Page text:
Encouraging STEM students to broaden their minds

Over the holidays, I was fortunate enough to be able to join the National Youth Science Forum Year 12 Program or NYSF for short. NYSF is an Australia-wide STEM program that encourages Year 12 students to broaden their minds in their future careers in STEM.

This year, the program ran over three weeks, with the first and last weeks held over zoom and the second week being in person at various hubs around the country. I chose the NYSF central hub, Canberra.

Before I was able to participate in the NYSF, I had to complete and pass the application process through various interviews with NYSF staff and Rotary officials, as the NYSF was co-founded with Rotary in 1984. I am also very grateful to the local Bathurst Rotary Club Youth Representative, Ian McKean, who sponsored my trip and stay in Canberra.

During the online sessions, I was able to meet so many world-renowned STEM experts, such as Dr Karl Kruzelnicki, Adam Spencer, Professor Veena Sahajwalla and Dr Melanie Baggs, the CEO of the NYSF!

Online we had meetings with people from the CERN Hydron Collider in Switzerland, biologists in Antarctica, engineers from Tesla discussing their sustainable battery technology, a walkthrough meeting with astronomers and physicists at the Parkes Radio Telescope, an at-home experiment to calculate the amount of energy produced by the sun with Tomas Piccinni, a careers day with speakers from the Cosmo media company, a university day with speakers from universities across Australia, a meeting with Dr Ben Arthur, a meteorologist who works on collecting meteorological data in the Indian Ocean, as well as multiple STEM challenges that we worked in groups to complete!

At the Canberra Hub in the second week, I was thrilled to be able to meet so many people in person in a large variety of sessions. These were the sessions that I booked:

  • ANU Effective Altruism club, where we discussed world issues and ideas on how people can overcome those problems
  • Department 13, the Drone Defence company that works closely with the Australian Air Force and Defence as well as other international organisations part of the United Nations, where they develop technology to deter and control illegal or suspicious drones flying in prohibited areas, such as the harbour bridge during the fireworks, and cloaked army bases in Africa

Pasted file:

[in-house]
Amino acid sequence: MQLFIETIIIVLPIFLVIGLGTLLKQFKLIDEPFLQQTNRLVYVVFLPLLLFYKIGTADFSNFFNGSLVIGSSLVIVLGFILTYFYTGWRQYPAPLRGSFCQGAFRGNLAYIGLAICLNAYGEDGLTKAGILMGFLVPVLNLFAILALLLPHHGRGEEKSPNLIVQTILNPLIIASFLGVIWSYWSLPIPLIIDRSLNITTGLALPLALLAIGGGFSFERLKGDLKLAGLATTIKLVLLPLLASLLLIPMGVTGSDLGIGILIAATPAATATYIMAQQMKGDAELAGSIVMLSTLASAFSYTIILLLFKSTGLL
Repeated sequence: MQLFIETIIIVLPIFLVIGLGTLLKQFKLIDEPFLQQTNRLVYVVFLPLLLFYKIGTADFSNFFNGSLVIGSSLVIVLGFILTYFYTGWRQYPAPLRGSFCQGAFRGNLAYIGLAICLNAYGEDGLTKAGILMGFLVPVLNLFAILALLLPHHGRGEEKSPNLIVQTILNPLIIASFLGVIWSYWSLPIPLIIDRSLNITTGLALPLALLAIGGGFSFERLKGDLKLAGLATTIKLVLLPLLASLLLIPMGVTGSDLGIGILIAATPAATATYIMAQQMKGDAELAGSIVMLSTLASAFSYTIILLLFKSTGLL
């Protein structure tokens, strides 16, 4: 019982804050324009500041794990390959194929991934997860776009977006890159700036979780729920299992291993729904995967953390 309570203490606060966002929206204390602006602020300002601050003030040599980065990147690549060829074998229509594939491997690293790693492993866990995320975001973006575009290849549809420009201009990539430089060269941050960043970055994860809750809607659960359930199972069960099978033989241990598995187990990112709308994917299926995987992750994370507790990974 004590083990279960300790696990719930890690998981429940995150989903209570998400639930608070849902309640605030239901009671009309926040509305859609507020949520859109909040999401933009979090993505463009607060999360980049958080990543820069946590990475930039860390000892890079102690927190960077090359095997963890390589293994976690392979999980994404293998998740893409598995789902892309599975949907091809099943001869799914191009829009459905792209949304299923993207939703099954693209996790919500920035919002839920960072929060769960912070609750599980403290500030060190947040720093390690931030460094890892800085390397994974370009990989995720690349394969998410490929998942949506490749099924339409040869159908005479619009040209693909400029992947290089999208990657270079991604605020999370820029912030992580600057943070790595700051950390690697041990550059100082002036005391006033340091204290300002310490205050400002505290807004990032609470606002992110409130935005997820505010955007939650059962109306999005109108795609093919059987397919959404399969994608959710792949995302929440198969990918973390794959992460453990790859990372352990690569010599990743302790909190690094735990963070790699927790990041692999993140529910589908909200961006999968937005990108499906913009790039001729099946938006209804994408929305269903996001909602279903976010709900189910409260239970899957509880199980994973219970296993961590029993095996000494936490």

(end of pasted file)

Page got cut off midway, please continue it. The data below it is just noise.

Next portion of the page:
• Questacon, where I dove into cyber security and worked in teams to code programs to cause DDOS attacks on the other team, nulling their controls
  • The ANU solar racing club, where students have developed a solar-powered car that races in the international competition from Darwin to Adelaide on public roads
  • Quantum Brilliance, the company that is striving to modify its quantum computers into an affordable and sizable processor for personal computers
  • ANU Chemistry, where we made slime in a ridiculously complicated process in the chemistry labs, as well as made ice cream using liquid nitrogen
  • The ANU formula sports club, where we saw a prototype formula SAE car
  • The Australian Defence Force Drone Racing team, where we met on an oval at ANU and were involved in seeing and using racing drones that can reach speeds of 180km/h in a few seconds
  • The Wildbark Visitor Centre at Mulligans Flat, where we saw endangered animals in an enclosed and invasive species-free environment, such as the critically endangered eastern bettong, eastern quoll and shingle back lizard.

Now that the program has sadly ended, myself and the 400 plus other participants are now part of the growing NYSF alumni program, where we now have the opportunities to explore even further into branches of STEM that intrigue us. A program that I am most anticipating is the London International Youth Science Forum, where NYSF Australia alumni have reserved seats if they so choose to apply before they are 21.

The NYSF has been a brilliant program where I have been able to network with so many people and learn so much about STEM. I highly recommend it to any year 11 student that is interested in any part of STEM, even if you may not do science, technology, maths, or engineering, it is entirely possible to still apply. Just remember to be eager to learn more and have a curious mind!

Luke Woodhead, Year 12

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